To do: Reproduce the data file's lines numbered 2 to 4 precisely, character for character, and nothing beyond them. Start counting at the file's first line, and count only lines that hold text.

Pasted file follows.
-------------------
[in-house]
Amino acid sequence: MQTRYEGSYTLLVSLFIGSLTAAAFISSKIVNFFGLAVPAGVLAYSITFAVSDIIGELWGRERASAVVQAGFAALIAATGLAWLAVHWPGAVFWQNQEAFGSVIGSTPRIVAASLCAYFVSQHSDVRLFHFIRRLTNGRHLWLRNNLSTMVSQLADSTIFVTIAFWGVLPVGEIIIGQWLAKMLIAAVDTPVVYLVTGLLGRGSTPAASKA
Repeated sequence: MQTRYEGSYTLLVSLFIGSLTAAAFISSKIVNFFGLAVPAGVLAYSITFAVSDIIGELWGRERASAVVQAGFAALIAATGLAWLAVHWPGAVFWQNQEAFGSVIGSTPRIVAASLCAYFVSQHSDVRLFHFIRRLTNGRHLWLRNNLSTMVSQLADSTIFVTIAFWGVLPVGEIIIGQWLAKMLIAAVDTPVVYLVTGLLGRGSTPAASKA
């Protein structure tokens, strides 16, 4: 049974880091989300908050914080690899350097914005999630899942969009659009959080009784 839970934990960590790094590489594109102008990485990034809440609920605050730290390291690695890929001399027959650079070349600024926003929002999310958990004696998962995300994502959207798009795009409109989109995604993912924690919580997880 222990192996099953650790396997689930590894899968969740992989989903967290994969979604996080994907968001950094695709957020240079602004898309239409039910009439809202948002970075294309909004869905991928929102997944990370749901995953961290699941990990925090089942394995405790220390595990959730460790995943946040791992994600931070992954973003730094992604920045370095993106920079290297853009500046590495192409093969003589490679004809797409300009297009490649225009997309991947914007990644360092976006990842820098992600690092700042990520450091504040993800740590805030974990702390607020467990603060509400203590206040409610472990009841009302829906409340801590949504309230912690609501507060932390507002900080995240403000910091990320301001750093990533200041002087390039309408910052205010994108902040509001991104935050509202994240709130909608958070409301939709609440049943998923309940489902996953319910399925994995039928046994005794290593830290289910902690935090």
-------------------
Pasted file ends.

Amino acid sequence: MQTRYEGSYTLLVSLFIGSLTAAAFISSKIVNFFGLAVPAGVLAYSITFAVSDIIGELWGRERASAVVQAGFAALIAATGLAWLAVHWPGAVFWQNQEAFGSVIGSTPRIVAASLCAYFVSQHSDVRLFHFIRRLTNGRHLWLRNNLSTMVSQLADSTIFVTIAFWGVLPVGEIIIGQWLAKMLIAAVDTPVVYLVTGLLGRGSTPAASKA
Repeated sequence: MQTRYEGSYTLLVSLFIGSLTAAAFISSKIVNFFGLAVPAGVLAYSITFAVSDIIGELWGRERASAVVQAGFAALIAATGLAWLAVHWPGAVFWQNQEAFGSVIGSTPRIVAASLCAYFVSQHSDVRLFHFIRRLTNGRHLWLRNNLSTMVSQLADSTIFVTIAFWGVLPVGEIIIGQWLAKMLIAAVDTPVVYLVTGLLGRGSTPAASKA
């Protein structure tokens, strides 16, 4: 049974880091989300908050914080690899350097914005999630899942969009659009959080009784 839970934990960590790094590489594109102008990485990034809440609920605050730290390291690695890929001399027959650079070349600024926003929002999310958990004696998962995300994502959207798009795009409109989109995604993912924690919580997880 222990192996099953650790396997689930590894899968969740992989989903967290994969979604996080994907968001950094695709957020240079602004898309239409039910009439809202948002970075294309909004869905991928929102997944990370749901995953961290699941990990925090089942394995405790220390595990959730460790995943946040791992994600931070992954973003730094992604920045370095993106920079290297853009500046590495192409093969003589490679004809797409300009297009490649225009997309991947914007990644360092976006990842820098992600690092700042990520450091504040993800740590805030974990702390607020467990603060509400203590206040409610472990009841009302829906409340801590949504309230912690609501507060932390507002900080995240403000910091990320301001750093990533200041002087390039309408910052205010994108902040509001991104935050509202994240709130909608958070409301939709609440049943998923309940489902996953319910399925994995039928046994005794290593830290289910902690935090």